Tommy Dies, CFO of Bryan Insurance in Graham, Texas, says his firm switched agency management systems after 20 years.
Why make the leap after two decades? Dies needed a way to standardize workflow among the agency’s 23 employees.
“You could ask each of them how to do a particular task and you would have as many answers as people,” Dies says. “Everyone did it their own way. We had the same results, but no control.”
Swapping agency management systems gave the agency better scalability, automation capabilities and a greater handle on client and policy movement. The new system not only enhances E&O loss control, but also improves the customer experience and uniformity. “If we’re able to do a better job, be more proficient at it and do it quicker, it ends up helping the client on the other side,” Dies says.
But many independent agencies find implementing new technology daunting: According to the 2014 Agency Universe Study, 15% and 20% of respondents cited simply keeping up with the pace of tech changes and realizing efficiencies to justify technology costs, respectively, as top challenges.
“I see agencies feel that they’re behind the 8-ball—they feel like technology has passed them by and to invest in technology is too late,” says Laird Rixford, president of Insurance Technologies Corporation. “They’re going to do things the way that it’s always been done, just run it out and hope they can maintain as long as they can. But if you’re just going to do what you’ve done, you’ll always get what you’ve always gotten. If you want to maintain and grow that business, then you have to make those investments.”
Dayton Kilgus, a producer at Metz Stoller, Inc. with locations in Illinois, has seen the benefits new technology can bring. “I do see correlations between folks that are more productive and embracing new technology and change,” he says. “There is a correlation between people that have an open attitude toward change and embracing new technology and the amount of revenue they manage.”
But Dies says new technologies have the potential to deliver a negative, positive or neutral impact on an agency. “You have to ask yourself when you’re looking at the technology, ‘How is it going to affect my business?’” he points out. “If it’s going to be a complete diversion from the way you’re currently doing business by implementing that technology, you could see a negative impact on productivity.”
A shiny new piece of tech is stimulating for agencies who rarely see big workflow changes. But just because it’s there doesn’t mean it’s the right fit. “Technology can adversely impact productivity if you’re not careful and not paying attention to it,” says Kilgus, who uses agency management systems as an example. "There are all these opportunities to gather data, to capture data and to use data. But if you’re a principal asking all your producers and staff to keep track of certain activities or information and you’re not using that information, you’re just capturing it for capturing it sake.”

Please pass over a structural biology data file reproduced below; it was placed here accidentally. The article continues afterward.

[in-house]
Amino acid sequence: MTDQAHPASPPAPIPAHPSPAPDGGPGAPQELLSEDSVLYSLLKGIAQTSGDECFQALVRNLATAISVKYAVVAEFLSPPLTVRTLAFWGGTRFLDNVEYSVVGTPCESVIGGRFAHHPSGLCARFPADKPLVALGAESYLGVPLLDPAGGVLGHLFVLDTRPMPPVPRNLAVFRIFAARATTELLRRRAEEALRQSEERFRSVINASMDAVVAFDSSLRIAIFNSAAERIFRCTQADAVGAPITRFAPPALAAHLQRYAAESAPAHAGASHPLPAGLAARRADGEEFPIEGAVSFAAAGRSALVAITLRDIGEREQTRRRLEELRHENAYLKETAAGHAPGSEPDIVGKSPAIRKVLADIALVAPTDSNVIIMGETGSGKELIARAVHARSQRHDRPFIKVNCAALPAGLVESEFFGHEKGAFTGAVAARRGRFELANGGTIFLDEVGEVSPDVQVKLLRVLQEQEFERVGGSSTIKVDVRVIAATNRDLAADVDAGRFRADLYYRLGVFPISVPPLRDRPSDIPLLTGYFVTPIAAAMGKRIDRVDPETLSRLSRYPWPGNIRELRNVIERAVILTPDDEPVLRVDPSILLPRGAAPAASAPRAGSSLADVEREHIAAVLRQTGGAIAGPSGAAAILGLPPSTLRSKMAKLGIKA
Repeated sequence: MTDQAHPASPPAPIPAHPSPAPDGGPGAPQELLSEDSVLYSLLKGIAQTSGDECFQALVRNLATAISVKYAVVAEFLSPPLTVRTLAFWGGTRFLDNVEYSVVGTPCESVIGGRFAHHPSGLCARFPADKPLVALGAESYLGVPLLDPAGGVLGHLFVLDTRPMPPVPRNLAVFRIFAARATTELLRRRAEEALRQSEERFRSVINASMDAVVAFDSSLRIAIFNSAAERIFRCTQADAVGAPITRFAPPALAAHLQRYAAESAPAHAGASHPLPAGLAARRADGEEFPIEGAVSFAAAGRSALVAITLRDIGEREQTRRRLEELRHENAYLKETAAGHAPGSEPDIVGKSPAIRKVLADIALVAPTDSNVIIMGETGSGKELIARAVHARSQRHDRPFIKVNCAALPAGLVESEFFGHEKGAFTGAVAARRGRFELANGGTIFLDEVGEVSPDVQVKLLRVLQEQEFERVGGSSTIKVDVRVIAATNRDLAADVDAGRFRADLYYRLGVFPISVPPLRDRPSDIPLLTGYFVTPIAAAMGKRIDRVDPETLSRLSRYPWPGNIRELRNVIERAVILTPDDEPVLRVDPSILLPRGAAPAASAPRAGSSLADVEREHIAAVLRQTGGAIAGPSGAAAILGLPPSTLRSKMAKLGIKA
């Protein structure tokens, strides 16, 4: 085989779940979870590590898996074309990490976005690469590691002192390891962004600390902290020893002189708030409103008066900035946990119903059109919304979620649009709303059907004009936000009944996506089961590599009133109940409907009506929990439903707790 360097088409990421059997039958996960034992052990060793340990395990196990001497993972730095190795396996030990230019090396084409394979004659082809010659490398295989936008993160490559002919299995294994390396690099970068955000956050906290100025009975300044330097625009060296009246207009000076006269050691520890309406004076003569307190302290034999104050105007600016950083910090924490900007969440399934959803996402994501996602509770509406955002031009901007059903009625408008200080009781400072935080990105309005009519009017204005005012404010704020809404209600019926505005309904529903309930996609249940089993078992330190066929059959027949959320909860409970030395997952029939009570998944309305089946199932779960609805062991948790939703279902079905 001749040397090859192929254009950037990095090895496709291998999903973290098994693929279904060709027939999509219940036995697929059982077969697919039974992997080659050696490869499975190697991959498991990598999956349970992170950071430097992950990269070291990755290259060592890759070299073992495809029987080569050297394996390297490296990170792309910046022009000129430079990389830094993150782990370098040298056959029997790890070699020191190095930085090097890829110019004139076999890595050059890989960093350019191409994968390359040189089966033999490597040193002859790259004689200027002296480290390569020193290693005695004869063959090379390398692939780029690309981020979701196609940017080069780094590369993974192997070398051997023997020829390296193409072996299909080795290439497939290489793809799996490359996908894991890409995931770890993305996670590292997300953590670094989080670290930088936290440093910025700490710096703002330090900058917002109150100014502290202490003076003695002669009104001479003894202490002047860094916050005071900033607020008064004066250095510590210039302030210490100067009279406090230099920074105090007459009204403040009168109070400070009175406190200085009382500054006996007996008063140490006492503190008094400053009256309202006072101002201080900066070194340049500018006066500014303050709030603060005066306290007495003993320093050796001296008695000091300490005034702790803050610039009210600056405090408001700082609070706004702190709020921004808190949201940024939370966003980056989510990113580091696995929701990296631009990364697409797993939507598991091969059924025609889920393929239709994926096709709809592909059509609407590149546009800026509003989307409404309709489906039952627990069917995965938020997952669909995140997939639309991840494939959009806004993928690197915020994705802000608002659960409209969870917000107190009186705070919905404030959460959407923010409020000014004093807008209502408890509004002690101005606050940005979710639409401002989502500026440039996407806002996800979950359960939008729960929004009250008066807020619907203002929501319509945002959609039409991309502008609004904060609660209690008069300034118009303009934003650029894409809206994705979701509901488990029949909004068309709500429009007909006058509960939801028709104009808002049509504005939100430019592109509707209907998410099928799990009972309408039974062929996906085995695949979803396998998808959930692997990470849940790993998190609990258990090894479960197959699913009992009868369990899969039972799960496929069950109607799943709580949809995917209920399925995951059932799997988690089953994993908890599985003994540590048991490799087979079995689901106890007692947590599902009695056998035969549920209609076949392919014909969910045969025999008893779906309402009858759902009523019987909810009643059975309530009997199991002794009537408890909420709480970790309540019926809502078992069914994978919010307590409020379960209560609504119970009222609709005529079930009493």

If a principal or owner doesn’t spend time narrowing down the crucial information or guiding employees on why that information matters after introducing a new system, you can wave productivity goodbye. “Technology can actually hurt productivity if not properly implemented,” Rixford says, adding that improper training, understanding and accessibility can hinder an agency.
“People just think that if you adopt all this technology, everything’s going to be smoother,” Kilgus says. Not necessarily: “It can be a dangerous weapon if not used correctly from a productivity perspective.”
Kilgus seems to have found a solution. Preserving relationships with larger commercial accounts is key at his agency, but because Kilgus doesn’t connect with clients on a daily basis, he needed a quick and easy way to re-familiarize himself with their activities before an appointment. To address the issue, Metz Stoller developed a system within its agency management system that compiles a one-page account summary detailing account changes, documentation and questions.
“I can’t emphasize enough the value that it brings to me as a producer if I can quickly go to this report and know what changes have occurred and I don’t have to weed through my system,” Kilgus says. “All management systems will capture that information—they’re really good at capturing that information—but where the productivity fails is pulling all that information out and presenting it to me in a concise, consumable manner so that I can digest it.”
The process boosted Kilgus’ personal productivity levels—a measurement he says is based mostly on feeling and his list of unanswered items in his virtual and physical inboxes. And it’s doing the same for the agency’s nearly 35 producers and CSRs across seven offices as backend processes, documentation and expectations became more consistent.
“When agencies start using technology to its fullest ability—where they invest not only their [personal] time, but their agency’s time in their efforts—the productivity they get over the use of technology far exceeds the cost of the technology,” Rixford says. “Their agency cannot survive without it.”
Morgan Smith served as IA assistant editor.